Of course there is the real underlying problem, which is why returning 1 thing is so different from returning many things. Digging further the cause of that problem is that TT does not internally maintain a notion of context. Because of that, it winds up with the same internal data structure for the return out of scalar context and the return of one thing in list context. Then when it has to thaw it out, it has no choice but to treat them as being the same thing. I found at least one place that assumption was encoded, but there are more, and it doesn't look easy to fix.

Now it is easy to say "poor design decision within TT". It is. However there is an old design principle. Which is that when people make repeated mistakes involving one part of the interface, at some point you have to ask whether the real mistake is in the design of the interface itself. (This is not, incidentally, a software principle. Read The Design of Everyday Things for more on it. I also saw it repeatedly emphasized in a book about industrial disasters.)

It seems to me that there are repeated mistakes made by good people involving the notion of context. Which I take as evidence that the problem is with the idea of context itself. And then I conduct a sanity check. There are a lot of languages out there that deliberately borrowed a lot of ideas from Perl. How many have chosen to borrow the idea of context? Why not? :-)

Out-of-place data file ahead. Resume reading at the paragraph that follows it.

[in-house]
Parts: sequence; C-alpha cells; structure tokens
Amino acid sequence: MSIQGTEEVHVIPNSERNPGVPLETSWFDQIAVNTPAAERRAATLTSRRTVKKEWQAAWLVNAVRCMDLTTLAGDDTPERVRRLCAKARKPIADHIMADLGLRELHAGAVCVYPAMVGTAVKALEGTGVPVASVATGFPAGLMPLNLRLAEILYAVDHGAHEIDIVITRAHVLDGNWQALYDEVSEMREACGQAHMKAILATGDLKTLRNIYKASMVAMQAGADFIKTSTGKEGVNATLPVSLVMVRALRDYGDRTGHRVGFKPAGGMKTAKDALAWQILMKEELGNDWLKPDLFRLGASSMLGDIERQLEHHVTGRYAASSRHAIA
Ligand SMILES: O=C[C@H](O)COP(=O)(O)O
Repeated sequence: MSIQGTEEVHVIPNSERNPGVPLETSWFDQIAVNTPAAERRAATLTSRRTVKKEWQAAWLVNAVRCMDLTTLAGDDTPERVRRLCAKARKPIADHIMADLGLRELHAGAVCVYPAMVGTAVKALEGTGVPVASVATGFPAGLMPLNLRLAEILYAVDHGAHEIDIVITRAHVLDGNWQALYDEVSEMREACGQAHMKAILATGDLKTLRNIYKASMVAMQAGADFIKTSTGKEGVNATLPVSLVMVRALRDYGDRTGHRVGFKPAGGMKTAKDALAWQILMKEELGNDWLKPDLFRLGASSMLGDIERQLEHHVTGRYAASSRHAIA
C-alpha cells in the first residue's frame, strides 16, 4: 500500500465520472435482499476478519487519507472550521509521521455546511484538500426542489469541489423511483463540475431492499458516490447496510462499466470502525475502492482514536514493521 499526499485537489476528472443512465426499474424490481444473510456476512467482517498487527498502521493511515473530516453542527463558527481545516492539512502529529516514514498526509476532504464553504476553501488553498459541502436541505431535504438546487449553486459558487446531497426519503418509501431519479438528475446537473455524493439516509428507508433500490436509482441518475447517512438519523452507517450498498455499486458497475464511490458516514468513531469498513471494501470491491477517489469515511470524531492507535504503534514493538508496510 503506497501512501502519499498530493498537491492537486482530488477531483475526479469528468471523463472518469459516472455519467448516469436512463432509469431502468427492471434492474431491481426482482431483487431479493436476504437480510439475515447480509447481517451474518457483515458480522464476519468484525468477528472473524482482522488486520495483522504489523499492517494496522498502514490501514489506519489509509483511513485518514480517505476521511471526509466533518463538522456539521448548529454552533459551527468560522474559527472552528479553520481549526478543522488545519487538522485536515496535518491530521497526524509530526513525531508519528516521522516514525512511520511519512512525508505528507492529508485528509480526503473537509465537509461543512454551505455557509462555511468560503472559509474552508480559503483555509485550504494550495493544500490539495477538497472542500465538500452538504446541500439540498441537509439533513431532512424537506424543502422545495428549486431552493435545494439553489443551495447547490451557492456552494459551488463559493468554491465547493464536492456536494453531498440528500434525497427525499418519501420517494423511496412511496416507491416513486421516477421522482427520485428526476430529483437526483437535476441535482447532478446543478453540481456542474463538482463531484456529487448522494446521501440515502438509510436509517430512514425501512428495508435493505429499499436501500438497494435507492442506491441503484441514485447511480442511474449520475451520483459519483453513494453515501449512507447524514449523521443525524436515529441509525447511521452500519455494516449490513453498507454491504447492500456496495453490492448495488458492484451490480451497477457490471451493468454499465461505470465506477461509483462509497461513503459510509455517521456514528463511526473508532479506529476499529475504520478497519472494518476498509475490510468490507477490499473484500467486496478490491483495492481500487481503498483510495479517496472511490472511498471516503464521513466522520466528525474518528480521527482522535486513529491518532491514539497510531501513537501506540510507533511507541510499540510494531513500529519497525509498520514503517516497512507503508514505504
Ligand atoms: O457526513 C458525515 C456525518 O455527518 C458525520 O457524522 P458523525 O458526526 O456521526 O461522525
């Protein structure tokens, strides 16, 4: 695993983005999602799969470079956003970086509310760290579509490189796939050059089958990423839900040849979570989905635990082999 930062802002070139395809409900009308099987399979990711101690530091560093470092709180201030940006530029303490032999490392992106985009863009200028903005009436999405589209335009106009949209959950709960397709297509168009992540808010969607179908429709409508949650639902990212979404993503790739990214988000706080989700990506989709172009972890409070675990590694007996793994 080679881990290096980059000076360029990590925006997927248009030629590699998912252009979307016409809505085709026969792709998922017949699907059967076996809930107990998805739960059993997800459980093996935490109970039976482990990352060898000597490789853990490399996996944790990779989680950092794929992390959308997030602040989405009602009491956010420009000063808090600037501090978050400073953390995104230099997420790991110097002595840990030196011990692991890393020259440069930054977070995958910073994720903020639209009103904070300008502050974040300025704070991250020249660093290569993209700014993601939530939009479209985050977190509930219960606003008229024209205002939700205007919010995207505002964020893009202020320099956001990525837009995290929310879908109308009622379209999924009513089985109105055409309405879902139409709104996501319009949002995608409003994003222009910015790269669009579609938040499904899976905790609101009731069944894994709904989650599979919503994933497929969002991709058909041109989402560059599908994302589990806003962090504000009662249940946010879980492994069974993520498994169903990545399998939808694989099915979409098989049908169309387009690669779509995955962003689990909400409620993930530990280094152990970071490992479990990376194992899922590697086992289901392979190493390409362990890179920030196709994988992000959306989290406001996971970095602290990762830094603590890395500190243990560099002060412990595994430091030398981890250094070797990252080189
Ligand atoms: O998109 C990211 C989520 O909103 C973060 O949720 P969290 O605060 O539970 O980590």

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  • Seriously, I think the greater problem about identifiers rather than context. To stay with your example of "extract", that's a verb. When a method has a verb as a name, I expect it to do whatever the verb says. As the return value, I wouldn't (ever) expect a list, but instead some true value if the action has succeeded, and a false value if it hasn't.

    A method that returns something, should have a noun as its name, that describes what it returns. Even if it's something as simple and perhaps ambiguous as "fi

    • You're right that good design starts with good naming. Unfortunately the idea of systemically basing your method and class names on grammatical notions is one that I was not exposed to until I read Perl Best Practices. Which did not immediately sink in because it was formulated in a very abstract manner and it took a while for the advice to sink in.

      Needless to say I wrote that module before this point.

      Still when you're facing a design mistake, it is worth thinking about all of the potential contributing f